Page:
Assessment of Immunohistochemical Protein Expression in Tissue Microarrays Using Virtual Microscopic Image Analysis
TA Summers, GT Clifton, JD Gates, L Dobson, I Horkayne-Szakely, JC Shaw, A Nissan, GD Sandberg, GE Peoples, A Stojadinovic. Walter Reed Army Medical Center, Washington, DC; Brooke Army Medical Center, San Antonio, TX; SlidePath, Dublin, Ireland; Armed Forces Institute of Pathology, Washington, DC; Hadassah University Hospital Mount Scopus, Jerusalem, Israel
Background: Interpretations of immunohistochemical (IHC) staining parameters are subjective and prone to inter- and intra-observer variability. This is highlighted by studies demonstrating that approximately 20% of HER2 analyses performed at primary treatment sites were incorrect when re-evaluated retrospectively. Virtual microscopy digitizes glass slides, therefore creating digital image environments for subsequent computer assisted interpretation of pathologic information. We provide additional evidence that Image Analysis (IA) can provide an objective analysis of IHC stain expression.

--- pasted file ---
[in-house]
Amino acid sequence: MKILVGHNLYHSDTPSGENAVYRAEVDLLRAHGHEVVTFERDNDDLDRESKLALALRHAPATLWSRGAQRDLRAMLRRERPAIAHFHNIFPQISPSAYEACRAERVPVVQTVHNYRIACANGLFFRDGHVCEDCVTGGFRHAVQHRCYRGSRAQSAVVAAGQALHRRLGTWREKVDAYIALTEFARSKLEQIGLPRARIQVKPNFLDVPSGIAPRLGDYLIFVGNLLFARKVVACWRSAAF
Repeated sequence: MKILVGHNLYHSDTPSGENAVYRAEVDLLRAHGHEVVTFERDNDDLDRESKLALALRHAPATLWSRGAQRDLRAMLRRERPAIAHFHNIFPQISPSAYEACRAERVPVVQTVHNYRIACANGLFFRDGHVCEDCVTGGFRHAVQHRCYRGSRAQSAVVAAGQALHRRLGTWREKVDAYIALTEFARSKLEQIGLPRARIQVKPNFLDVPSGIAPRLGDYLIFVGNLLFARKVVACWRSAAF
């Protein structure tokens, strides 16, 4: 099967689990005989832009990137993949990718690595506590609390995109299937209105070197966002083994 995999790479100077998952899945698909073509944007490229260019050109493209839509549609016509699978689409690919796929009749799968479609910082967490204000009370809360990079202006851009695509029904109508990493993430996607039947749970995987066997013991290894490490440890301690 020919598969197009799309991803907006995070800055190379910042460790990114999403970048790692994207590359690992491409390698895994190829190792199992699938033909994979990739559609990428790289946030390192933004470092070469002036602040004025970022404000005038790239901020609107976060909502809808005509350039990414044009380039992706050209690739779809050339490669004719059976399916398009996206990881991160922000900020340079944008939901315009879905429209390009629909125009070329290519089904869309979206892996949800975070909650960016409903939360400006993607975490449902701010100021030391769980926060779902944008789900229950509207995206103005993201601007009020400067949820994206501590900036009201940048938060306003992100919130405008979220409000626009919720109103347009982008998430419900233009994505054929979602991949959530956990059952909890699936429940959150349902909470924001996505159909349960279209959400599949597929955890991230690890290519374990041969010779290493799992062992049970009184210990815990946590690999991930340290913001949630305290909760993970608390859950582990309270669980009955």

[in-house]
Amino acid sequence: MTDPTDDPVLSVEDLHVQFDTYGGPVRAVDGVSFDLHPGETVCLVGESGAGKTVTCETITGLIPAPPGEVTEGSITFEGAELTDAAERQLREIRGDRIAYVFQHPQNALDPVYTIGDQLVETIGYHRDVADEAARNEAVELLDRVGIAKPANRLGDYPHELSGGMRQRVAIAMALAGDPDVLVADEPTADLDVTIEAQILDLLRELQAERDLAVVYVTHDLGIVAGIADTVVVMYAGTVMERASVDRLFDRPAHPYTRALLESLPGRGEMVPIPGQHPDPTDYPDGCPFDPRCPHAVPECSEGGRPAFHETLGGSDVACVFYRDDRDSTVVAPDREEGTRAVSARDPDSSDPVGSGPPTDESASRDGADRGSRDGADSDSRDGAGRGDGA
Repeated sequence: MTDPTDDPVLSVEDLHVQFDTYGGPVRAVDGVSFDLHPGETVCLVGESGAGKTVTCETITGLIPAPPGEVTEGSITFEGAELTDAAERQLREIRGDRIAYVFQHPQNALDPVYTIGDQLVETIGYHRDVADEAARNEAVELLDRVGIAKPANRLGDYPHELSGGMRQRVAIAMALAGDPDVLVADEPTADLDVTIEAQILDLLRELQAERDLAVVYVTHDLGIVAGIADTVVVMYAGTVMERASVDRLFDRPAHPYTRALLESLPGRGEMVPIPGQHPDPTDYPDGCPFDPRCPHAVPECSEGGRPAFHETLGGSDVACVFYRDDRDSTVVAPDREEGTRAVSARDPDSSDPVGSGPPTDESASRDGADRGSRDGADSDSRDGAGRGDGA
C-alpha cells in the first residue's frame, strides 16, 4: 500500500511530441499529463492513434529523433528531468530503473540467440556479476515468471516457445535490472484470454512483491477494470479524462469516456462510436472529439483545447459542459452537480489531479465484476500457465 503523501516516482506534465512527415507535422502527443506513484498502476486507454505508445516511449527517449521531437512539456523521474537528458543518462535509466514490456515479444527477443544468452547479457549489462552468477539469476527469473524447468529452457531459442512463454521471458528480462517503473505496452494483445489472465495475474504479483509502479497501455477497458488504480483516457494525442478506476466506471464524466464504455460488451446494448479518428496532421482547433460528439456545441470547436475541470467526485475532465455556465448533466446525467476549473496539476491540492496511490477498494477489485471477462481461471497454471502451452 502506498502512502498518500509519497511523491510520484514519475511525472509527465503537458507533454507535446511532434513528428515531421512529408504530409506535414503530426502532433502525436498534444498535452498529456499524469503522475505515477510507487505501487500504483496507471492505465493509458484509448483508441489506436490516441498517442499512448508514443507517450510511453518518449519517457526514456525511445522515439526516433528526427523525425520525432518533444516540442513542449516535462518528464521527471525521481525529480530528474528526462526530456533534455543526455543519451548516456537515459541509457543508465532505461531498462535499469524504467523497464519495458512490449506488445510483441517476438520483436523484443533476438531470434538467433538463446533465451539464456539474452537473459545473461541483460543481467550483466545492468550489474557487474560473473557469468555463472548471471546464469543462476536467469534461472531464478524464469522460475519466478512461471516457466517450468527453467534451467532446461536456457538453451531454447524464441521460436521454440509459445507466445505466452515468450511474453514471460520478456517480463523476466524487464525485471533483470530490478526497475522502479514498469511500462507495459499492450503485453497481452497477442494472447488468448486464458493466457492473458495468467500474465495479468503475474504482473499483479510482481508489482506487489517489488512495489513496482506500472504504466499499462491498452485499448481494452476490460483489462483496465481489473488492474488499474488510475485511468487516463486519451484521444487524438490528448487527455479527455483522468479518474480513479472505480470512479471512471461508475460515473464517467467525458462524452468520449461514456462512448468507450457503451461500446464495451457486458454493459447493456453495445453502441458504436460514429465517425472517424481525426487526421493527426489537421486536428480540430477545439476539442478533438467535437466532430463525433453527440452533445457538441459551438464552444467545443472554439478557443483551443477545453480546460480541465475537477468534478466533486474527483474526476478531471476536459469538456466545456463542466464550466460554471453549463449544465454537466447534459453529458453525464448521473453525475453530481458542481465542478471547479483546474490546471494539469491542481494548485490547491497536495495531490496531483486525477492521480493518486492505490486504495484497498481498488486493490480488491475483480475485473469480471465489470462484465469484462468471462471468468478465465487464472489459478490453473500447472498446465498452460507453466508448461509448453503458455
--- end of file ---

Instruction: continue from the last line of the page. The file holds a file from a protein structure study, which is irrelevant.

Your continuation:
Design: Tissue microarrays (TMAs) were assembled from 160 Stage IV colon cancers metastatic to the liver (160 primary specimens, 160 metastatic liver specimens), 65 matched metastatic lymph nodes specimens, 75 normal colon specimens, and 42 transitional area specimens. TMAs were stained with MSH2 and p53. Stain expression analysis was performed by two pathologists independently and a separate uncalibrated IA was conducted using nuclear stain detection algorithms (SlidePath; Dublin, Ireland).
Results: 885 total specimens were analyzed (449-MSH2 and 436-p53). Agreement of stain expression amongst pathologists and IA was achieved for 82.3% of the specimens (729-Total; 367-MSH2, 362-p53). The individual pathologists' results were incongruent with IA in 11.6% (κ=0.767, p<0.0005) and 14.9% (κ=0.702, p<0.0005) of samples. Stain expression results between the pathologists and IA, when the pathologists agreed (807-Total), were incongruent in 9.7% of the specimens (78-Total; 37-MSH2, 41-p53; κ=0.81, p=0.054). The pathologists disagreed over stain expression for 8.8% of the specimens (78-Total; 44-MSH2, 34-p53; κ=0.83, p<0.0005). In the subset of specimens where pathologists disagreed, IA detected no stain expression for 80.7% of specimens (63-Total; 42-MSH2, 21-p53) suggesting over interpretation of minimal staining by the pathologists.
Conclusions: This uncalibrated study of protein expression by IA further highlights the potential of IA to increase objectivity in IHC stain interpretation and provides additional evidence that IA may fill the need for a standardized and objective assessment of clinically relevant IHC stains.
Monday, March 22, 2010 1:00 PM
Poster Session II # 168, Monday Afternoon